The people who make up the Hispanic and Latin American tapestry within the U.S. are as diverse as the various countries from which they come. Hispanic Heritage Month, which kicks off Sept. 15 and runs through Oct. 15, is ripe with opportunities to observe, celebrate and learn about the rich cultures and contributions of Hispanic Americans in the overarching American story.
What started as Hispanic Heritage Week under former President Lyndon B. Johnson was expanded to a monthlong observance 20 years later by President Ronald Reagan in 1988. The start of Hispanic Heritage Month coincides with the commemoration of the independence of five Central American nations from Spain: Costa Rica, El Salvador, Guatemala, Honduras and Nicaragua. Mexico celebrates its independence the following day, and Chile celebrates its independence day Sept. 18. As of July 2022, Hispanics are the nation’s largest racial or ethnic minority in the U.S., with more than 63 million residents making up more than 19 percent of the population, according to the U.S. Census Bureau.
“The term ‘Hispanic’ is the official U.S. designation for people of Spanish-speaking ancestry,” says Eduardo Pagán, a history professor at Arizona State University with expertise in Hispanic history and culture. The term “Latino,” Pagán says, “recognizes that Spanish-speaking people from Latin America are not European but a mix of Europeans and American Indigenous people.” He adds that “Latinx” is an effort to make the designation more gender-neutral, since most Spanish words are gendered masculine or feminine.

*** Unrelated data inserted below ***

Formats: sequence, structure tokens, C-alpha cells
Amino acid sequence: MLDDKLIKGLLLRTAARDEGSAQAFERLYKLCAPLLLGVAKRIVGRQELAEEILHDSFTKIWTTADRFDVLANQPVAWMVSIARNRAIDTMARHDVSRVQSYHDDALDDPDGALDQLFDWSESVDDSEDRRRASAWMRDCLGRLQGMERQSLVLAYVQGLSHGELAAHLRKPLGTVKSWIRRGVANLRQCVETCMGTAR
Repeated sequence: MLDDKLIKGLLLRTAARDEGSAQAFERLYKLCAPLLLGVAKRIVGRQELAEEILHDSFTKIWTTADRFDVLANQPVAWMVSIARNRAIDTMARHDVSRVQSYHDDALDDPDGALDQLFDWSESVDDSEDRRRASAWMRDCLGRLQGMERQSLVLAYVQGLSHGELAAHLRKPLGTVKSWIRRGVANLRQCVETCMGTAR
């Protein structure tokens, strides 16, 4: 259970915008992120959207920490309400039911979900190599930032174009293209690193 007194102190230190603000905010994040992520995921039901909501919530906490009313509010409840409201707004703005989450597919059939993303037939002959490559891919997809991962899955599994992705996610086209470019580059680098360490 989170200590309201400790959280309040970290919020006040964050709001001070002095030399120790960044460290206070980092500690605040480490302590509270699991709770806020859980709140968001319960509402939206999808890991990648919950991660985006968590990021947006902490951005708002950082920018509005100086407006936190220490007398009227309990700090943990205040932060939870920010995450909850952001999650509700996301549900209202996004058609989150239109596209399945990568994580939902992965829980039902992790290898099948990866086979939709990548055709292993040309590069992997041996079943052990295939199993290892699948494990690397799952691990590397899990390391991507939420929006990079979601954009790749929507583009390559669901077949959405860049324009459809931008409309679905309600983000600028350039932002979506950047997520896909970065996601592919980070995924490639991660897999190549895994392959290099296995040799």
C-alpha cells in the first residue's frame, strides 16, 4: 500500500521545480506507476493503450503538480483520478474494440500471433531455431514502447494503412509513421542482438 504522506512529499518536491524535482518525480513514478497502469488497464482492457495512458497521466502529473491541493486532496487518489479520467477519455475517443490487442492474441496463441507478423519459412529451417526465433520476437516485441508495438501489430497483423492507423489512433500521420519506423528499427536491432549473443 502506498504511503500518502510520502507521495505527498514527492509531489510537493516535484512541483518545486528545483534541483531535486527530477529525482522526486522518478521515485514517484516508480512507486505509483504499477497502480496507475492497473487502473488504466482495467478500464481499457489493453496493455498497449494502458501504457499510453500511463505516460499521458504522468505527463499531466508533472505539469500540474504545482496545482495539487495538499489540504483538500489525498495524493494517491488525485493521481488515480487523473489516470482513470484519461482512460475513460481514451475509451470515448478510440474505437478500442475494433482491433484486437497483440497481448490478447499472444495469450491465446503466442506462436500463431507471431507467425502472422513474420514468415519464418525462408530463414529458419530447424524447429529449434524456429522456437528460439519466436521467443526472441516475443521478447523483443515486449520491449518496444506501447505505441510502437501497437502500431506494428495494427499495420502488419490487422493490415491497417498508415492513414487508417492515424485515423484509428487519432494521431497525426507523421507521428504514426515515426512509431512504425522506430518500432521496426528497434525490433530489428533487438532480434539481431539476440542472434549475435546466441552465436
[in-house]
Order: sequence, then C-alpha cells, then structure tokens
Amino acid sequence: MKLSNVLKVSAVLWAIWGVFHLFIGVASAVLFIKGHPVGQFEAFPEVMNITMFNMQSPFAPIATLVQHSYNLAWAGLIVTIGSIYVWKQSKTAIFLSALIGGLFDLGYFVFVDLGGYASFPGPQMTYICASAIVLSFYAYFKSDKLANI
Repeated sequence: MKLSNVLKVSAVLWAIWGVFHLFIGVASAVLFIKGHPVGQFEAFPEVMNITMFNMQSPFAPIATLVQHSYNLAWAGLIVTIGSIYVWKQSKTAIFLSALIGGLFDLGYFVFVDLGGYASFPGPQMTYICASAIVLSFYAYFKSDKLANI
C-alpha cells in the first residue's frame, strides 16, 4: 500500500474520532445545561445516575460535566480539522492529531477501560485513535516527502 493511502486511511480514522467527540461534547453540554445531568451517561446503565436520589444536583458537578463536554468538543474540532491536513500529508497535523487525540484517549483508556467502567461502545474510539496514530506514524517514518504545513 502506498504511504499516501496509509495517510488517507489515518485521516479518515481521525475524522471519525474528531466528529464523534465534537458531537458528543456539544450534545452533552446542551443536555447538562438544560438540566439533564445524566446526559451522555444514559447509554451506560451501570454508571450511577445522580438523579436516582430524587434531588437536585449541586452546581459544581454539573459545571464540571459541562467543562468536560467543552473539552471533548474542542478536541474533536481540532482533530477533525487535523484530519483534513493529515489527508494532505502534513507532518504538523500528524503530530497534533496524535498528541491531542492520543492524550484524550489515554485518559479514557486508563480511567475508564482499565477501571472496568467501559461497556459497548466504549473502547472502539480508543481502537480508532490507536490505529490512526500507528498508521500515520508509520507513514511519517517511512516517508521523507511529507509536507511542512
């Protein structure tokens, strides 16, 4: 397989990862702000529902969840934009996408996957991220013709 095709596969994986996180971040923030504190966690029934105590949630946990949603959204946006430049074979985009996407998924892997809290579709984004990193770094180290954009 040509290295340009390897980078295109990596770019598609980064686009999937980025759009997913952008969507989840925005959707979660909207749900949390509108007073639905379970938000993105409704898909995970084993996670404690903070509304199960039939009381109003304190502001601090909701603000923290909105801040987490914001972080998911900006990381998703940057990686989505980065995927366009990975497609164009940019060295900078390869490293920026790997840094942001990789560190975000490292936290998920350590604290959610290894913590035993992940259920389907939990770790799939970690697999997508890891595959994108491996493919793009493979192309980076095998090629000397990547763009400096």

There’s nothing monolithic about Latin Americans. They encompass different races, skin tones and countries of origin; some speak Spanish, and some don’t. (And if they do, they may use their own colloquialisms to refer to the same things). A traditional dish in one country has different ingredients and flavors from its neighbor’s iteration. These characteristics are evident from Mexico to the southernmost city in the world in Argentina to Puerto Rico, Cuba and the Dominican Republic.
“Hispanics or Latinos have contributed to American life since the American Revolution, fighting in every war since then,” says Emily Key, head of audience engagement and education at the National Museum of the American Latino. “Latinos today continue to advance communities across the country as small-business owners, veterans, teachers and public servants, among many other professions. Hispanic Heritage Month allows us to recognize their achievements and contributions to our national story.”
Here’s how you can celebrate Hispanic Heritage Month around the country through enriching arts, culture, food and learning events.
The International Latino Cultural Center is hosting a Chicago Latino Dance Festival. It’s a four-week event starting at 2 p.m. on Sept. 17 at the Reva and David Logan Center for the Arts. Throughout the month, 37 dance groups will perform various styles of Latin American dance, including tango, Chilean cueca and Indigenous dances from the Quechua, Purepecha and Zapotec nations, according to the cultural center’s website. Attendees for the inaugural event should reserve a free ticket online. Check the cultural center’s calendar to see the full list of events.
This article originally appeared on AARP.org in September 2023
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